There have been many that were hoping that the recent launch of Bitcoin Futures by the CBOE and the CME may give rise the eventual adoption of a Bitcoin ETF (Exchnage Traded Fund).
Indeed, even before the launch of any Bitcoin futures, there were companies that were applying with the SEC for Bitcoin ETFs. The famous Winkelvoss twins actually presented this to the SEC last year and were unfortunately disappointed by the result.
However, since the launch of the Bitcoin Future, numerous other companies have filed paperwork for eventual ETFs. The hope was that the precedent set by the CBOE and CME could make more of a case of the established nature of Bitcoin.
Unfortunately, according to a report by Reuters, two of these companies had withdrawn their applications based on particular concerns that were emanating from the SEC.
Mass Adoption on Hold
According to disclosures by the company, the SEC has expressed particular concerns about the liquidity and valuation for Bitcoin futures currently. This is not entirely unreasonable as Bitcoin futures only launched less than month ago.
The trusts in question were Rafferty Asset Management LLC and Exchange Traded Concepts LLC. They were planning on launching three Bitcoin funds and had their applications at the SEC.
ETFs are generally considered an easy way for large asset management firms to track the price of an asset. There are ETFs on a wide range of assets and they are seen as we way for ordinary retail investors to get exposure to an asset which is usually quite hard to invest in directly.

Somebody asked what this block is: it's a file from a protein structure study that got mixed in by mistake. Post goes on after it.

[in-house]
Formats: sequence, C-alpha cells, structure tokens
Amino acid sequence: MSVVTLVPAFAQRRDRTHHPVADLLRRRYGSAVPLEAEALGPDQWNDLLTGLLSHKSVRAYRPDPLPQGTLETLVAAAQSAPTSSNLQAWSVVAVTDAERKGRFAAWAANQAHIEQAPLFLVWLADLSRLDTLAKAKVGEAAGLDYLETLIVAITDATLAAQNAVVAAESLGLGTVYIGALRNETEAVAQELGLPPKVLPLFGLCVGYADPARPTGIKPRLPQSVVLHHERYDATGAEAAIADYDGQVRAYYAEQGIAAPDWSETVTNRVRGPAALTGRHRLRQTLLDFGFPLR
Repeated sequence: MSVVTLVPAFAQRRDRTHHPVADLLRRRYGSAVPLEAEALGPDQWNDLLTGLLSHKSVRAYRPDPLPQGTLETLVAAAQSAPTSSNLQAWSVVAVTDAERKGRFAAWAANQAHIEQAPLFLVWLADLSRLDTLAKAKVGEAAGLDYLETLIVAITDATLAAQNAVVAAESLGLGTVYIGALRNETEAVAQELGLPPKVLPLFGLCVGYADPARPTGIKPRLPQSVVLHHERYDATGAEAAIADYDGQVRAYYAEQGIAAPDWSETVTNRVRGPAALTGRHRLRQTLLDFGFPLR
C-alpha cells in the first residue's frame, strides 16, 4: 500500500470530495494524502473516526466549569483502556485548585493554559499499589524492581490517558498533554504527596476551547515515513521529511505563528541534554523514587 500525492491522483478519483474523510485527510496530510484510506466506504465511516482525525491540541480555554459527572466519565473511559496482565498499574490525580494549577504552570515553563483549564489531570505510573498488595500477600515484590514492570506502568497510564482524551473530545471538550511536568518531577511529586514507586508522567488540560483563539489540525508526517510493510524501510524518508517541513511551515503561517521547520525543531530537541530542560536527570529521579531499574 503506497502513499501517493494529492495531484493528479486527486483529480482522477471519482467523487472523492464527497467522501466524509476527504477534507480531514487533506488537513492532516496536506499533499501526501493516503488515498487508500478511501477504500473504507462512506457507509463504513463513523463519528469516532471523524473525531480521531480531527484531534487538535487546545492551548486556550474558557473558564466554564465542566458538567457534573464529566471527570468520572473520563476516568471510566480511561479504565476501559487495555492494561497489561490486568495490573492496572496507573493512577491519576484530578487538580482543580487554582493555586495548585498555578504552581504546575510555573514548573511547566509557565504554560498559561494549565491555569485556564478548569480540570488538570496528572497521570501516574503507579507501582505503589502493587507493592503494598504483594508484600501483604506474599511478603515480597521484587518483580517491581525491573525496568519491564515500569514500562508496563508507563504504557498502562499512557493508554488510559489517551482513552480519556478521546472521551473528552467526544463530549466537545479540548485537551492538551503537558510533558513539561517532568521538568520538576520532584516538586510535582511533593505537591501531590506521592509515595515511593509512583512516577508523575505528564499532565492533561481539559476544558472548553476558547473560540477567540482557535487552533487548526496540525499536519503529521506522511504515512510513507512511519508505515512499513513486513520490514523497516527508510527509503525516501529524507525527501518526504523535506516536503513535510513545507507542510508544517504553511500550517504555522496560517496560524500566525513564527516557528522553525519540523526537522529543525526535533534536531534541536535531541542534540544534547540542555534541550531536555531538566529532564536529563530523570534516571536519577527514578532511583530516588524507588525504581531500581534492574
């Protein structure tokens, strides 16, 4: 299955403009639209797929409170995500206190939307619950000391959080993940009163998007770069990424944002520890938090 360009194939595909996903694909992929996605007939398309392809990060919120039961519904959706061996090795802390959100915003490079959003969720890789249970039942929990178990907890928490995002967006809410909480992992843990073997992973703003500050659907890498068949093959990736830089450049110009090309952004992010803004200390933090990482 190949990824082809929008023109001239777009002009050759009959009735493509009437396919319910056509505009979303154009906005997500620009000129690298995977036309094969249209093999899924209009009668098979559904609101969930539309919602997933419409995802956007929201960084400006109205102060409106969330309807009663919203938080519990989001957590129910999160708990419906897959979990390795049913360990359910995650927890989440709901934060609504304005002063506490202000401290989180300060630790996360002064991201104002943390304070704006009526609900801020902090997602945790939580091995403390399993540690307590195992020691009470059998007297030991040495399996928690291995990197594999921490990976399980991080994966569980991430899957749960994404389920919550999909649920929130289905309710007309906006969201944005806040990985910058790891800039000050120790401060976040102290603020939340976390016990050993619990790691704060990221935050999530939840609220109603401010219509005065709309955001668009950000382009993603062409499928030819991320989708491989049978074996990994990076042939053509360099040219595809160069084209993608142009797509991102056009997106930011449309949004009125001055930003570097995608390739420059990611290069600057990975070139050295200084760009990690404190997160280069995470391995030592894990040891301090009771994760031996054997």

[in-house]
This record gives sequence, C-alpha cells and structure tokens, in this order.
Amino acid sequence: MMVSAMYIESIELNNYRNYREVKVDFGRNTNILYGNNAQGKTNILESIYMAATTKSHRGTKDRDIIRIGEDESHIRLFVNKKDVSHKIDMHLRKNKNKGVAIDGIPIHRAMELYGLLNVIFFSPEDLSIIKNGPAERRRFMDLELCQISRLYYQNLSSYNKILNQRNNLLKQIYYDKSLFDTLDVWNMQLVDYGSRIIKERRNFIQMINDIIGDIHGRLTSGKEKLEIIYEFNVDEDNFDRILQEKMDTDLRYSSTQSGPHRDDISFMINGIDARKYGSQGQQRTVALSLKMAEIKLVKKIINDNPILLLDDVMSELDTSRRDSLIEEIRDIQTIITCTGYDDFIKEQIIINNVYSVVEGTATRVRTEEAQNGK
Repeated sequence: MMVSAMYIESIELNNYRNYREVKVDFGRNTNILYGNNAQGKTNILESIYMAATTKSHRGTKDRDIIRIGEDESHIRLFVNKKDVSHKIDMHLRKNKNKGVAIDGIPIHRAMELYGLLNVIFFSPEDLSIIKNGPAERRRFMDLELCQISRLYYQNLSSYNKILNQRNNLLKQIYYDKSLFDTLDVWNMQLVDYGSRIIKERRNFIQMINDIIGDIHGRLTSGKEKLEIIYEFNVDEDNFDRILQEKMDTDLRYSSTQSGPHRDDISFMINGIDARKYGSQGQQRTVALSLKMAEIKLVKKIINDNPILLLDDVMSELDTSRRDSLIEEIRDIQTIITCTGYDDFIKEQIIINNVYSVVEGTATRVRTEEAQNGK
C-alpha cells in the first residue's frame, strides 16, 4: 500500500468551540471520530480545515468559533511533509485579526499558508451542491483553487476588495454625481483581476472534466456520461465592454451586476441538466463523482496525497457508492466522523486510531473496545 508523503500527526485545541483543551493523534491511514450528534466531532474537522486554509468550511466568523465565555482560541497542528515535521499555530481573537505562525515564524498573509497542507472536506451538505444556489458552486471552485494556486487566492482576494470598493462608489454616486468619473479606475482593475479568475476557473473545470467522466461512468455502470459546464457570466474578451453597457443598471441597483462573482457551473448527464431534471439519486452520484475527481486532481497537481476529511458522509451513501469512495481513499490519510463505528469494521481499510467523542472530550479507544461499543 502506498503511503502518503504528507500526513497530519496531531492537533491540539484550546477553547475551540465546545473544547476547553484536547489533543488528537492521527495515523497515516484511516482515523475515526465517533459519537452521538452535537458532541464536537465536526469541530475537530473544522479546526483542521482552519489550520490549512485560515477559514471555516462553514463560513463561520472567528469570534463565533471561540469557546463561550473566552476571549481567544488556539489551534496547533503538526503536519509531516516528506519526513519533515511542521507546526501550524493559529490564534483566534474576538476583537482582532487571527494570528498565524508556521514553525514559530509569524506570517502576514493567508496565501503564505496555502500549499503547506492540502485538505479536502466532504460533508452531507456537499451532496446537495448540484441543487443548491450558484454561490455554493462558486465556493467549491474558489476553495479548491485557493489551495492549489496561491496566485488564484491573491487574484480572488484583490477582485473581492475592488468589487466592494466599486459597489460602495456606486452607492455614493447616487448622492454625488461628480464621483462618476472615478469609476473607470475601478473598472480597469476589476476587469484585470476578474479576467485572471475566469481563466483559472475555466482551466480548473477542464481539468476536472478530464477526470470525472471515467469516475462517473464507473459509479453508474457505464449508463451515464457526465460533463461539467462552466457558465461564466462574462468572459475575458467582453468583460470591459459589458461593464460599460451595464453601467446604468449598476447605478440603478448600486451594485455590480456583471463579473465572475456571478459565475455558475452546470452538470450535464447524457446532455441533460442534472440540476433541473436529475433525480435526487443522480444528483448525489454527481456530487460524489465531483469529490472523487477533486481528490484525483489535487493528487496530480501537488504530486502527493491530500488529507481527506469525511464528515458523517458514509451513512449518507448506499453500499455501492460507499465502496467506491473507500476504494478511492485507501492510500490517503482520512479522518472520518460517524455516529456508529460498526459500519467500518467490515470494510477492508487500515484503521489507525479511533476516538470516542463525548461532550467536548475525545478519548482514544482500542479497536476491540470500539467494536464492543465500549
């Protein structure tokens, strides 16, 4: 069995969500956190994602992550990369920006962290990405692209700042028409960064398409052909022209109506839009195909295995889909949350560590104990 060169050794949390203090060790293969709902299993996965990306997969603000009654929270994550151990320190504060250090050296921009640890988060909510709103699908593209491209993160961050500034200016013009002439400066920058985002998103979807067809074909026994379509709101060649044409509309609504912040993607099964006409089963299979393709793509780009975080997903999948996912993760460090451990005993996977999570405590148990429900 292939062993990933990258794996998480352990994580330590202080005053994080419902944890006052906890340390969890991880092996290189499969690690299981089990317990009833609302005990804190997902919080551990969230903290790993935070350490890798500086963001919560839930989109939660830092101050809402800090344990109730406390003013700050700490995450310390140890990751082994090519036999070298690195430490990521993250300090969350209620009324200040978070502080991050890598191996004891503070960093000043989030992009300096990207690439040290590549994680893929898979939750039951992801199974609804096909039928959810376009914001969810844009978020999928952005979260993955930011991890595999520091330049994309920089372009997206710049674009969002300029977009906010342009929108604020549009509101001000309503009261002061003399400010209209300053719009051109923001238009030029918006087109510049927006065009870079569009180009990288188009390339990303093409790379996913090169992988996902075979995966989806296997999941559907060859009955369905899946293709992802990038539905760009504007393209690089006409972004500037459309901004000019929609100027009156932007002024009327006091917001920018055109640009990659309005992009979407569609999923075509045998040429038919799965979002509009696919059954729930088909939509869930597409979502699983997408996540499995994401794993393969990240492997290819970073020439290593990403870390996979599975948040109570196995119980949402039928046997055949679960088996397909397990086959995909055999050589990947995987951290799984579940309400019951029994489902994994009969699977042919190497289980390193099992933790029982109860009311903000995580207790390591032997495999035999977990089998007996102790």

For example, there are ETFs on the price of Gold, Oil and even asset indexes. These are developed and maintained by the ETF management company and the asset managers can easily buy stakes in it on some sort of an exchange.
There were many predictions that if the ETF proposals went through that large amounts of Bitcoin would need to be bought by these ETF firms. Hence, the price of Bitcoin was likely to rally as more people tried to buy the coins.
Volatility an Issue
There is no doubt that the concerns of the SEC are warranted. Bitcoin is a really volatile asset and as such are not suitable for many investors. Bitcoin holders are aware of this and hence are more able to accept the volatility levels.
Many had also pointed out that the ETFs in question would not have been ETFs that comprised of physical Bitcoin but those that were made up of Futures on Bitcoin. Moreover, they would be levered and would rise or fall by twice the original move.
The Bitcoin Futures markets are also not mature enough and the SEC is right in claiming that the liquidity is not quite there yet.
Possible in 2018?
Although this may be a short term blow to the aspirations of a Bitcoin ETF, many are of the view that it is only a matter of time. There is wide scale adoption on the go as firms on Wall Street try to get involved in Bitcoin.
There is also another benefit that the Futures are likely to bring to the Bitcoin markets. As derivative instruments, they allow investors to hedge their positions. This is generally viewed as one of the most stabilising forces for volatility.
Hence, as more investors and traders start providing liquidity for Bitcoin Futures and the volatility falls, an ETF before the end of the year becomes that much more likely.
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